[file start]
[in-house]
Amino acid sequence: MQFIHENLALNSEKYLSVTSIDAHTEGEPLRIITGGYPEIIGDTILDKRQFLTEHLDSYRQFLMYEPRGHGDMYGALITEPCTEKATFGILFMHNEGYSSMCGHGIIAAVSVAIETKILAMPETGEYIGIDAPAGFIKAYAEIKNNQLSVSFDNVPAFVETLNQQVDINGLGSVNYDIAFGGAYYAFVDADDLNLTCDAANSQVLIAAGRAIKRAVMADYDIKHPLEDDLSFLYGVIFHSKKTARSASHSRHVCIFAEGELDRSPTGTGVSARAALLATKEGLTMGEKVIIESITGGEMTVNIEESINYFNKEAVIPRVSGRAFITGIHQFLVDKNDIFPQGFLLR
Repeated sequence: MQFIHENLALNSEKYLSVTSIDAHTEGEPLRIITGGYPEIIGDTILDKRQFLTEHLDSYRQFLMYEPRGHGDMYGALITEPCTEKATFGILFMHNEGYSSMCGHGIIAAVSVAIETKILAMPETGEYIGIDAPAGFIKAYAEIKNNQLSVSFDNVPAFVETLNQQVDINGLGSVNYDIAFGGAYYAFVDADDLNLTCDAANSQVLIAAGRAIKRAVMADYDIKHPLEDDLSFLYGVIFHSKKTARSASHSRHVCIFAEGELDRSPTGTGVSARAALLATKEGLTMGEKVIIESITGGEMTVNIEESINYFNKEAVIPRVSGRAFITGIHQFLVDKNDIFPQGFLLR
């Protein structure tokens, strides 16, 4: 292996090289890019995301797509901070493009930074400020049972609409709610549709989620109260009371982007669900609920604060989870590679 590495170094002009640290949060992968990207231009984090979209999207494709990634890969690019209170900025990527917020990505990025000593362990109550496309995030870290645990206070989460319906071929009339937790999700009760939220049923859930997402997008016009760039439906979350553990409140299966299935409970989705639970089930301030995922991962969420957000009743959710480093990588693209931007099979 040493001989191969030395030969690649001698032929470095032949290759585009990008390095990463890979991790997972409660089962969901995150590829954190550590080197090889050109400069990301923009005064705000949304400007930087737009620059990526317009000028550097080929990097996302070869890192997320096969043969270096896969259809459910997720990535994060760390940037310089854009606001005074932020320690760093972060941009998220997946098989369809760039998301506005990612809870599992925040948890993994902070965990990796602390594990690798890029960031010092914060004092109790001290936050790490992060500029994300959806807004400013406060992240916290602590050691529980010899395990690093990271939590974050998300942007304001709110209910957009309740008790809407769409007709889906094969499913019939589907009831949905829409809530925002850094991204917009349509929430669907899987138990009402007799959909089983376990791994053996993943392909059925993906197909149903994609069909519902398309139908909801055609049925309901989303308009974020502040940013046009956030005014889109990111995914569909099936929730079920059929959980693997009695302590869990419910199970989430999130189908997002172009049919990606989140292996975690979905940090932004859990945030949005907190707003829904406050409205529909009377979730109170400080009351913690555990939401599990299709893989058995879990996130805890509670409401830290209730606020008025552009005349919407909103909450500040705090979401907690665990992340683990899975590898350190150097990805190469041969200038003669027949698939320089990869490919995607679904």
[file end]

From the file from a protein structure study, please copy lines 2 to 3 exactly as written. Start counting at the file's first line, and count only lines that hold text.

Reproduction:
Amino acid sequence: MQFIHENLALNSEKYLSVTSIDAHTEGEPLRIITGGYPEIIGDTILDKRQFLTEHLDSYRQFLMYEPRGHGDMYGALITEPCTEKATFGILFMHNEGYSSMCGHGIIAAVSVAIETKILAMPETGEYIGIDAPAGFIKAYAEIKNNQLSVSFDNVPAFVETLNQQVDINGLGSVNYDIAFGGAYYAFVDADDLNLTCDAANSQVLIAAGRAIKRAVMADYDIKHPLEDDLSFLYGVIFHSKKTARSASHSRHVCIFAEGELDRSPTGTGVSARAALLATKEGLTMGEKVIIESITGGEMTVNIEESINYFNKEAVIPRVSGRAFITGIHQFLVDKNDIFPQGFLLR
Repeated sequence: MQFIHENLALNSEKYLSVTSIDAHTEGEPLRIITGGYPEIIGDTILDKRQFLTEHLDSYRQFLMYEPRGHGDMYGALITEPCTEKATFGILFMHNEGYSSMCGHGIIAAVSVAIETKILAMPETGEYIGIDAPAGFIKAYAEIKNNQLSVSFDNVPAFVETLNQQVDINGLGSVNYDIAFGGAYYAFVDADDLNLTCDAANSQVLIAAGRAIKRAVMADYDIKHPLEDDLSFLYGVIFHSKKTARSASHSRHVCIFAEGELDRSPTGTGVSARAALLATKEGLTMGEKVIIESITGGEMTVNIEESINYFNKEAVIPRVSGRAFITGIHQFLVDKNDIFPQGFLLR